GM6 Attenuates Alzheimer’s Disease Pathology in APP Mice

  • Jin Yu
  • Hong Zhu
  • Saeid Taheri
  • William Mondy
  • Cheryl Kirstein
  • William Swindell
  • Dorothy Ko
  • Mark S. KindyEmail author


Alzheimer’s disease (AD) results in the deposition of amyloid β (Aβ) peptide into amyloid fibrils and tau into neurofibrillary tangles. Regardless of whether or not these entities are a cause or consequence of the disease process, preventing their accumulation or accelerating their clearance may slow the rate of AD onset. Motoneuronotrophic factor (MNTF) is an endogenous neurotrophin that is specific for the human nervous system, and some of the observed effects of MNTF include motoneuron differentiation, maintenance, survival, and reinnervation of target muscles and organs. GM6 is a six-amino-acid component of MNTF that appears to replicate its activity spectrum. In this study, we investigated the effect of GM6 in a mouse model of AD before the development of amyloid plaques and determined how this treatment affected the accumulation of Aβ peptide and related pathologic changes (e.g., inflammation, nerve growth factor (NGF) expression, cathepsin B, and memory impairment). Application of GM6 over a 4-month period in young APP/ΔPS1 double-transgenic mice resulted in attenuation in Aβ peptide levels, reduction of inflammation and amyloid load, increased cathepsin B expression, and improved spatial orientation. In addition, treatment with GM6 increased brain NGF levels and tempered memory impairment by ∼ 50% at the highest dose. These data suggest that GM6 may modulate disease-determining pathways at an early stage to slow the histological and clinical progression of AD.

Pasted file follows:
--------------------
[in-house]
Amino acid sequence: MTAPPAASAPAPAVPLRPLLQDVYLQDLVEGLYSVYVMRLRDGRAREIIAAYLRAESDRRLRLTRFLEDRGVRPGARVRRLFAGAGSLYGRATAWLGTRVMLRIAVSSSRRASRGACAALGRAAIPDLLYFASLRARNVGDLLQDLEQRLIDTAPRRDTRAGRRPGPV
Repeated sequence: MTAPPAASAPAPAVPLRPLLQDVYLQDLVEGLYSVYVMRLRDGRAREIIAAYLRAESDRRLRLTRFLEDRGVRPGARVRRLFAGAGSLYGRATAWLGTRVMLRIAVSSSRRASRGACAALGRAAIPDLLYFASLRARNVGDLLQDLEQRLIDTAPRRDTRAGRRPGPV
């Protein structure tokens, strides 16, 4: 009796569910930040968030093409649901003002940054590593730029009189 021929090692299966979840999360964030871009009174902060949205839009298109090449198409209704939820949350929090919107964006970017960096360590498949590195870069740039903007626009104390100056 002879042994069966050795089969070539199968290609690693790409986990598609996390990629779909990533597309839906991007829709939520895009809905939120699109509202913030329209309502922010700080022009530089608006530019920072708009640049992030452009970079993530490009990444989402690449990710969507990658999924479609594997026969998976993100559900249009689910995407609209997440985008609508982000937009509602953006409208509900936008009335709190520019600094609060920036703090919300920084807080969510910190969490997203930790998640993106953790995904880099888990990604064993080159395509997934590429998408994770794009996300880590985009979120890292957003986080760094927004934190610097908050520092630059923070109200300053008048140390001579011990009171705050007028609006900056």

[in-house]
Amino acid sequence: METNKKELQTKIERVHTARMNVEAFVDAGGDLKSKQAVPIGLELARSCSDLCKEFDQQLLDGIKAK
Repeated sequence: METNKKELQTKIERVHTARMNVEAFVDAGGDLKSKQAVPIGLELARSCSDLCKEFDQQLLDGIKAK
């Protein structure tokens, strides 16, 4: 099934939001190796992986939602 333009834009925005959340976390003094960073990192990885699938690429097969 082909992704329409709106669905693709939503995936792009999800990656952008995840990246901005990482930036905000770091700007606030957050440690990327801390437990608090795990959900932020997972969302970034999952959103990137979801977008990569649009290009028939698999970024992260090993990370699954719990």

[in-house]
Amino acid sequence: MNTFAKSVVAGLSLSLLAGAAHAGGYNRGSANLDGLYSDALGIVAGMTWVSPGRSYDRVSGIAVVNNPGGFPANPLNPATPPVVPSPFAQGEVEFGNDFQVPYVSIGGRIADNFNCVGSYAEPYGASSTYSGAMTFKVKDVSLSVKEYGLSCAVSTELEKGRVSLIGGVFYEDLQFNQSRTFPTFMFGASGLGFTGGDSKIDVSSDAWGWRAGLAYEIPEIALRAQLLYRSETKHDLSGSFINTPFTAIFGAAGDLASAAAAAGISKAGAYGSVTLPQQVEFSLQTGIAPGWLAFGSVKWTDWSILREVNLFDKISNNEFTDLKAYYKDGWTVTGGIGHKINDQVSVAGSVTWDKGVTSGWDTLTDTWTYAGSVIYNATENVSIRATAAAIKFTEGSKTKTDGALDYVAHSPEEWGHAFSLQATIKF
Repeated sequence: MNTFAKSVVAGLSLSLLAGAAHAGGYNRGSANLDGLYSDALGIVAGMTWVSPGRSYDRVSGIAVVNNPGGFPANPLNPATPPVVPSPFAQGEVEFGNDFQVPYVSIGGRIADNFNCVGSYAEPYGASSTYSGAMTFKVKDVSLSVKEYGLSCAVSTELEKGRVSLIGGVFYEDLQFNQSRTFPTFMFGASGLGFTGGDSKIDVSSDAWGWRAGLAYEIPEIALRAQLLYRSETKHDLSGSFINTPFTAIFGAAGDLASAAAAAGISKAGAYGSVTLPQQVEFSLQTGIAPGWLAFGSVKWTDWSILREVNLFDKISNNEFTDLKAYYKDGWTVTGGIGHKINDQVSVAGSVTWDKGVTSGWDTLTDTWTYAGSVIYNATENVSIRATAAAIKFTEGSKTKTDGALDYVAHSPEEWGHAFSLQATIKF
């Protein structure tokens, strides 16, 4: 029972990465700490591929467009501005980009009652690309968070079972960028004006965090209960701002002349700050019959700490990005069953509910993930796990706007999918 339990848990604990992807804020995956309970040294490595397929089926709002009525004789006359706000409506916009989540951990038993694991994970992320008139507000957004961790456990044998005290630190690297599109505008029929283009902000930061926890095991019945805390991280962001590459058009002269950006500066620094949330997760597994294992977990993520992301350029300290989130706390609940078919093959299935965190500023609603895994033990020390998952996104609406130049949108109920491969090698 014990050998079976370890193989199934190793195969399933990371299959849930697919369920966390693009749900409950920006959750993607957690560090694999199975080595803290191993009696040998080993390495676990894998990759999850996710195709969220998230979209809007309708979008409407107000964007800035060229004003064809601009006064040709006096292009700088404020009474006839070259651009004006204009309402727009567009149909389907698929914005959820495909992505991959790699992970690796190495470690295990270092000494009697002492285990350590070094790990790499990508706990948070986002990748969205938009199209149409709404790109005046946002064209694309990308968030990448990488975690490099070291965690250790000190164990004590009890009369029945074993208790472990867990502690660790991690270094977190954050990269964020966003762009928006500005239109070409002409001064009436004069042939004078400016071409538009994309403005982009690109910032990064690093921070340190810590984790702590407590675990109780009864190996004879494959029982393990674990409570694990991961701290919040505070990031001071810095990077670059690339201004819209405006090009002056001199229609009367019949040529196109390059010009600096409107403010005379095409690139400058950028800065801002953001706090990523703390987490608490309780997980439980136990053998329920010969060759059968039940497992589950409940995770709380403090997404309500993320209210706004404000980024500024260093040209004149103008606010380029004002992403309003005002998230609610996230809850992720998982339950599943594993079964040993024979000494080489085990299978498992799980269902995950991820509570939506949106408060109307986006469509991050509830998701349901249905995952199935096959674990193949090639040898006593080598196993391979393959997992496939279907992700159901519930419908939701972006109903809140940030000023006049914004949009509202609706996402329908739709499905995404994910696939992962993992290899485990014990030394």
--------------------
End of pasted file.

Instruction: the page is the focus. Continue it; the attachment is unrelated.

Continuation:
Alzheimer’s Aβ peptide Behavior Cathepsin B Nerve growth factor 



We would like to thank Winston Ko for his support of the studies.

Author Contribution

Conceived and designed the experiments: JY, ST, CK, DK, and MSK. Performed the experiments: JY, HZ, ST, WM, and MSK. Performed data analysis: CK and MSK. Contributed reagents/materials/analysis tools: DK. Wrote and contributed to the writing of the manuscript: CK, DK, and MSK. All authors discussed the results and edited the manuscript.

Funding Information

This work was partially supported by grants from the National Institutes of Health (R01 ES016774-01, R21AG043718, 1P20GM109091, 2P20GM103444, and 5P30GM103342), VA Merit Award (1I01RX001450-01A1), a grant from the National Science Foundation (IIP-0903795), and an AHA SFRN (15SFDRN25710468) grant (M.S.K.). Dr. Kindy is a Senior Research Career Scientist in the VA.

Compliance with Ethical Standards

This research was approved by the IACUC of the University of South Florida, following the guidelines for the Care and Use of Laboratory Animals.

Competing Interest

Dorothy Ko is an employee of Genervon and has interest in the company.


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Copyright information

© Springer Science+Business Media, LLC, part of Springer Nature 2019

Authors and Affiliations

  1. 1.Department of Pharmaceutical Sciences, College of PharmacyUniversity of South FloridaTampaUSA
  2. 2.Department of Psychology, College of Arts and SciencesUniversity of South FloridaTampaUSA
  3. 3.Heritage College of Osteopathic MedicineOhio UniversityAthensUSA
  4. 4.Genervon BiopharmaceuticalsMontebelloUSA
  5. 5.James A. Haley Veterans Administration Medical CenterTampaUSA
  6. 6.Shriners Hospital for ChildrenTampaUSA

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